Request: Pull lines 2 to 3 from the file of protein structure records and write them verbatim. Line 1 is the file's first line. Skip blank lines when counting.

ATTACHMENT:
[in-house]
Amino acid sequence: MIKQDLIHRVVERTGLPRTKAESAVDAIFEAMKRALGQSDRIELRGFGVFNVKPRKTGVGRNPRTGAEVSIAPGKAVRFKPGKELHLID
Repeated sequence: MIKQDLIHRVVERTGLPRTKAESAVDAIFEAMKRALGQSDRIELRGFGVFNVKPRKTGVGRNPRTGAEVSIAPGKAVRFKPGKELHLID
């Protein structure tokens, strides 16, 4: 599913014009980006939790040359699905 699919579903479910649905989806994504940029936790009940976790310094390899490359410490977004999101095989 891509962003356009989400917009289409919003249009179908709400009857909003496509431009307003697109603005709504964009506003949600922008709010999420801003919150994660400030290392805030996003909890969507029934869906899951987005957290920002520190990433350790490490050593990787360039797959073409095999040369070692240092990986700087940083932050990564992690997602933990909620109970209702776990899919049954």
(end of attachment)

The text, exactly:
Amino acid sequence: MIKQDLIHRVVERTGLPRTKAESAVDAIFEAMKRALGQSDRIELRGFGVFNVKPRKTGVGRNPRTGAEVSIAPGKAVRFKPGKELHLID
Repeated sequence: MIKQDLIHRVVERTGLPRTKAESAVDAIFEAMKRALGQSDRIELRGFGVFNVKPRKTGVGRNPRTGAEVSIAPGKAVRFKPGKELHLID